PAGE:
Posted July 18, 2016
Last modified July 18, 2016
Rita MacWilliam came to the tiny one-room, K-8 schoolhouse on Isle au Haut from a life of immersion in new cultural experiences that included working in other tiny schools in out-of-the-way settings.
This island’s new teacher, who mainly grew up in Ohio, started her career as a 19-year-old undergraduate in the early 1970s, working on the Hopi Reservation in Arizona as an intern with the Teacher Corps, a program established by Congress in 1965 to improve teaching in predominantly low-income areas.
“At that time, the Hopi villages were quite traditional,” she said. “That was my first real step into another culture. For two years, I lived without running water and with sporadic electricity. We were 80 miles from the closest Anglo town. The second year, I was invited by the chief to live in his village. So I got to see a full year of their traditions.”
The program did little to facilitate integration of the interns with the culture. So it was up to individual teachers, like MacWilliam, to embrace the experience.
“I loved being in a different culture and seeing how people make sense of this world and how they live in it,” she said. “We used to go to people’s homes and meet people, and that was very different. They had not had that. I learned the kids would get a $25 clothing check four times a year, so I would take the kids into town and we’d see if we could get a pair of cowboy boots and two pairs of pants. I was invited to their religious ceremonies and into the kivas. It was a beautiful time.”
She learned the Hopi language doesn’t have a past or future tense for their verbs.
“Everything is ‘now,’” she said. “They don’t have a ‘goodbye.’ It’s, ‘We’ll see you again.’”
One day, while learning to live in “no time,” she invited a family for dinner.
“I got dinner made and they never showed up,” she said. “A few days later, they came. I said, ‘What are you doing?’ They said, ‘You invited us for dinner.’”
English was a second language for the community. MacWilliam helped students improve their skill.
“They learned a lot of English because there was trust. They knew I was interested in them,” she said. “Instead of, ‘I’m going to come in and teach you, to change you,’ It was, ‘I’m going to bring you something and you can incorporate that into who you are.’ A lot of my formative ideas for teaching come from what I learned there.”
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In 1979, she began teaching in the tiny town of Cornwall, Conn., where the K-8 school enrolled about 60 when she started. She stayed 14 years, starting a multi-age program, the computer program, a gifted program, and others. She’d get the whole community to participate in school events such as building a full-size teepee, or staging a medieval fair where everyone dressed up as ladies and knights.
“It was a wonderful place to teach,” she said.
Other small schools followed, while she earned her administrative degree. Then she was principal for 10 years in three schools with enrollments under 200. The one in Lyme, Conn., was a Higher Order Thinking School, which promotes teaching and learning in, about, and through the arts in a democratic setting.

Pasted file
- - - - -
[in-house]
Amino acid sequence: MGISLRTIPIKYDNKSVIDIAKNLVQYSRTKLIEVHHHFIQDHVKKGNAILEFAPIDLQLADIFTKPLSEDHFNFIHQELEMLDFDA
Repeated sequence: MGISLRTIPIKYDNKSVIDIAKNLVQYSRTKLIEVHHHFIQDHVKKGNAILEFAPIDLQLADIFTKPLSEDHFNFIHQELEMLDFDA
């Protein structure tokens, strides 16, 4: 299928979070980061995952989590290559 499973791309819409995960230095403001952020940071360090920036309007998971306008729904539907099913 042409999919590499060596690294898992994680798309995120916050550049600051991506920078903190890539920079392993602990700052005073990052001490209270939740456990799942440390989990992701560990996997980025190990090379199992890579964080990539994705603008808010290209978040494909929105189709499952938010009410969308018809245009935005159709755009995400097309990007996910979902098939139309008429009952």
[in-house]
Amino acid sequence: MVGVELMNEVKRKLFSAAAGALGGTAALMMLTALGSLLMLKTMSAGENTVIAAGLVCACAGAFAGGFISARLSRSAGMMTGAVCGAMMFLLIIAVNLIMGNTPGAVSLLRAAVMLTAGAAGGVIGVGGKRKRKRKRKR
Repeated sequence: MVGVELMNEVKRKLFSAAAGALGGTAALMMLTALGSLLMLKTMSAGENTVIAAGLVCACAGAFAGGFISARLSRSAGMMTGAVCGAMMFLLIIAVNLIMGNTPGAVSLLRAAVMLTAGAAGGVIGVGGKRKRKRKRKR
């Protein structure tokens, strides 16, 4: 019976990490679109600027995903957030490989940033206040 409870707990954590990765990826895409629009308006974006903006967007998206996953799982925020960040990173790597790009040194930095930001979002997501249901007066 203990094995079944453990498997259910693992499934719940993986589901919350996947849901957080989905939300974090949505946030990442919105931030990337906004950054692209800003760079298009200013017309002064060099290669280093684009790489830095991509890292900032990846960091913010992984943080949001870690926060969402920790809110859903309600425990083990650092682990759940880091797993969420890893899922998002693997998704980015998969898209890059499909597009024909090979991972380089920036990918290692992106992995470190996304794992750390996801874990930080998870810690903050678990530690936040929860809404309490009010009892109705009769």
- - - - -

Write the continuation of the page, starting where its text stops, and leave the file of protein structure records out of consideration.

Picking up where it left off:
In Connecticut, she met a sailor and marine engineer on the tall ship Amistad. He was born and raised in Maine, and spent much of his adult life in the Northwest, fishing for Alaska crab and salmon, and learning marine engineering, marine carpentry, and house carpentry He developed a passion for research and writing, then went to work on the tall ships.
She took early retirement from teaching.
“He put me on a 32-foot sloop. I didn’t know anything about it,” she laughed. “We traveled down the Intracoastal Waterway to North Carolina. So again, I just jumped into a new culture, learning how to work on a boat. That was quite the time.”
They lived on the boat and at the marina for about a year. Then the couple moved to the small mining town of Bagdad, Ariz. It was in the high mesas, 68 miles from the nearest town. They lived on an off-the-grid ranch, taught themselves to ride horses, pack donkeys and raise chickens. She taught first grade for six years, developing “authentic learning” school programs that incorporated hands-on learning for real-life skills.
She’d always wanted to live in Montana and found a job listing to live on a 100,000-acre ranch and teach a profoundly disabled child. They packed up and moved.
“We were 40 miles from the town of Havre, where you could buy a loaf of bread. Thirty miles of that was dirt roads,” she said. “When it rained or snowed, some of the roads were impassable. We were about 20 people and didn’t see many others.”
MacWilliam found her student responded to music, so she combined that with occupational therapy sensory techniques and brain gym.
“There were moments of astounding discovery and growth, but many days of not seeming to move forward,” she recalled.
While there, she and her husband completed training to become court-appointed advocates. And through all of this, she earned master’s degrees in educational technology and educational leadership and earned a reading specialist endorsement.
Last February, the couple packed up again to return home to New England and moved to Owls Head. She came across The Island Institute, where she learned about the teacher’s position available on Isle au Haut, one of about 400 remaining one-room schoolhouses in the U.S.
Naturally, she had always wanted to teach on an island.
“So here I am,” she said. “Life has a way of unfolding. And I’m excited about learning another new culture.”